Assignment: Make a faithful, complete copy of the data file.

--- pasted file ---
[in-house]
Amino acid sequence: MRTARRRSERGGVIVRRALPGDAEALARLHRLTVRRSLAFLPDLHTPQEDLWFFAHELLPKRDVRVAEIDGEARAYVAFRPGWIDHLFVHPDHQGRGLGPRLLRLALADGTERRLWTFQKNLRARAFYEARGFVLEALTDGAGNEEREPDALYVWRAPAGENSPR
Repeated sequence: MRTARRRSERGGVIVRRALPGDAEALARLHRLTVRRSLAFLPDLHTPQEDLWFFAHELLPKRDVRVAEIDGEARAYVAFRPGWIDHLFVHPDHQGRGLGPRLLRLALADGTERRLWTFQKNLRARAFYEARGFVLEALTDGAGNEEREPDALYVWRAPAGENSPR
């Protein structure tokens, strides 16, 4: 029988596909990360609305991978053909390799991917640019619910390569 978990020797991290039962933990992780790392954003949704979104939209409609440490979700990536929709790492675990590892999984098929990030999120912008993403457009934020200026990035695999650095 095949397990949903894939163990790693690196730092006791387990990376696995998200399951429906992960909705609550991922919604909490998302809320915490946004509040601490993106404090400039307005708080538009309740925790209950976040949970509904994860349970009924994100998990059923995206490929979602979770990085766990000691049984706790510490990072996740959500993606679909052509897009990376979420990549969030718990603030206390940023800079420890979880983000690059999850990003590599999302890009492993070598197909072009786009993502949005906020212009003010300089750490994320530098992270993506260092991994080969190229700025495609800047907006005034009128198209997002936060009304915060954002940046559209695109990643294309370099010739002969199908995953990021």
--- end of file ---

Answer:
[in-house]
Amino acid sequence: MRTARRRSERGGVIVRRALPGDAEALARLHRLTVRRSLAFLPDLHTPQEDLWFFAHELLPKRDVRVAEIDGEARAYVAFRPGWIDHLFVHPDHQGRGLGPRLLRLALADGTERRLWTFQKNLRARAFYEARGFVLEALTDGAGNEEREPDALYVWRAPAGENSPR
Repeated sequence: MRTARRRSERGGVIVRRALPGDAEALARLHRLTVRRSLAFLPDLHTPQEDLWFFAHELLPKRDVRVAEIDGEARAYVAFRPGWIDHLFVHPDHQGRGLGPRLLRLALADGTERRLWTFQKNLRARAFYEARGFVLEALTDGAGNEEREPDALYVWRAPAGENSPR
């Protein structure tokens, strides 16, 4: 029988596909990360609305991978053909390799991917640019619910390569 978990020797991290039962933990992780790392954003949704979104939209409609440490979700990536929709790492675990590892999984098929990030999120912008993403457009934020200026990035695999650095 095949397990949903894939163990790693690196730092006791387990990376696995998200399951429906992960909705609550991922919604909490998302809320915490946004509040601490993106404090400039307005708080538009309740925790209950976040949970509904994860349970009924994100998990059923995206490929979602979770990085766990000691049984706790510490990072996740959500993606679909052509897009990376979420990549969030718990603030206390940023800079420890979880983000690059999850990003590599999302890009492993070598197909072009786009993502949005906020212009003010300089750490994320530098992270993506260092991994080969190229700025495609800047907006005034009128198209997002936060009304915060954002940046559209695109990643294309370099010739002969199908995953990021």